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International School Social Work Conference: Mongolia
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 350 Attend the International School Social Work Conference in Mongolia!

The 6th International School Social Work Conference was held at the Children’s Palace in Ulaanbaatar, Mongolia from Wednesday through Friday, June 10-12, 2015. The conference theme was “Child Friendly School” and 350 school social workers from around the world attended. About 60 participants were from 14 countries outside of the host country.  See complete report as well as Photo Gallery.

 

Munkhjargal Bujgar Invites SSWAA to Attend the International School Social Work Conference in Mongolia

Mrs. Munkhjargal Bujgar, President of the Mongolia School Social Work Association, attended the 17th National School Social Work Conferencesm to extend a personal invitation to SSWAA and school social workers across America to attend the International School Social Work Conference in 2015.  The 6th International School Social Work Conference will be held June 10-12, 2015 in Ulaanbataar, Mongolia. Many Mongolian social workers and social work educators are working hard to bring this conference together. The hope is that it will benefit not only Mongolia, but also children around the world.   Mrs. Munkhjargal is a social worker and has worked as a teacher for 28 years. She has dedicated herself to the development of social work within Mongolian schools since 1997. She has been serving as the president of School Social Workers Association of Mongolia for 6 years and has been organizing elementary and professional trainings as well as retraining for professional school social workers annually.   Contact the Mongolian Association of School Social Workers for more information about the Internationa School Social Work Conference at http://www.massw.org/?lang=en. 

School Social Work in Mongolia

The February 2014 International School Social Work Newsletter featured School Social Work in Mongolia.  Here are some excerpts: 

"School Social Work in Mongolia Mongolia, in North-East Asia, is bordered on the south by China and on the North by the Russian Federation. Mongolia has approximately 2,736,764 people scattered over a territory of 1.5 million square km, making it the least densely populated country in the world. About 40% of the population, about a million people, lives in the capital city Ulaanbaatar, while many still follow a nomadic lifestyle with herds of livestock and horses. The social work profession began in schools in Mongolia during the 1990’s. Social and economic turmoil following Mongolia’s transition from an authoritarian communist system to a parliamentary democracy contributed to increased stress on families and this was creating a negative impact on the school lives of children. The need to safeguard children’s rights, provide protection and welfare services and ensure educational development brought about creation of a school social work pilot program in Ulaanbaatar. In 1997, Save the Children (UK), in collaboration with the Mongolian Child Rights Centre (MCRC), established a model project, working to reduce the school drop out rate and provide social welfare services to children in need.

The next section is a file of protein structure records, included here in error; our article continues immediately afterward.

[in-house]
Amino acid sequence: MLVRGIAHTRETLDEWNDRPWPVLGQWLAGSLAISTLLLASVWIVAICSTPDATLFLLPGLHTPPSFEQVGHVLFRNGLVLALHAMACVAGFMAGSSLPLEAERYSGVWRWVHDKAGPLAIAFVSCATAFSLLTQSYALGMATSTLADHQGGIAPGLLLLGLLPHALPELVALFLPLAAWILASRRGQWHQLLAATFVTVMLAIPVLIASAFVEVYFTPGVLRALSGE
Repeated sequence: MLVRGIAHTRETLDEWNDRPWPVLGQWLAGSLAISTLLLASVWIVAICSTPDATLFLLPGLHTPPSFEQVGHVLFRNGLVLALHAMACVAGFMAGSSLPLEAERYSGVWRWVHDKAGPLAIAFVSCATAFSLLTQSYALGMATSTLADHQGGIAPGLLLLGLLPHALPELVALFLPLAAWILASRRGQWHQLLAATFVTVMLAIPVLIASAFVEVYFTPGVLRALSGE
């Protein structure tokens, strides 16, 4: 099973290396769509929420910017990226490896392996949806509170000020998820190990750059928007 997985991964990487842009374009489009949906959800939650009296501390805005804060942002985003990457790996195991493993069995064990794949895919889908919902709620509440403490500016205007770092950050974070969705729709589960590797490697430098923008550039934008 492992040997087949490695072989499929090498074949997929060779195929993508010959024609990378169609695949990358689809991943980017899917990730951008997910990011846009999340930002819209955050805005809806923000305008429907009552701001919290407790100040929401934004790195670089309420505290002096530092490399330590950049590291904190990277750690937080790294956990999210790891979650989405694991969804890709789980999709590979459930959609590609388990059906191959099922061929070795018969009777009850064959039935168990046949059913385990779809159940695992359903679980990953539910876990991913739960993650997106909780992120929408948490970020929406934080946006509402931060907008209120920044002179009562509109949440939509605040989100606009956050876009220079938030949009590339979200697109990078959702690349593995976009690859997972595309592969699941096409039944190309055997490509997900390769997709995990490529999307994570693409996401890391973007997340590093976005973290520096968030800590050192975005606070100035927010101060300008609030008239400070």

In the last decade school social work has been introduced throughout the country and it has been written into the law. Training materials, school social work standards and a job description have been produced. These activities have been organized and finance in a collaboration between the Mongolian State University of Education, Save the Children UK, Save the Children Norway, the Mongolian Association of School Social Workers and the Ministry of Education and Culture. The job description that has been accepted by the Ministry of Education is significant. It outlined the four main purposes of providing a child friendly environment, ensuring child protection, promoting the full participation of the child in school life and networking with parents, teachers and other local organizations that work for children. Along with training, various publications have contributed to the further development of the field. The first textbook on school social work was published in 1999. Currently, there are books, journals and research papers for school social workers. A handbook for school social workers was produced in 2009."   Source:  February 2014 International Network for School Social Work Newsletter by Marion Huxtable

Read Full Article here. 

 

  

     Munkhjargal, Bolormaa, Michelle and Baasanjav B. >

 

< Frederick Streeck, SSWAA Executive Director greets Baasanjav B. and Munkhjargal Bujgar

 

 

 

 

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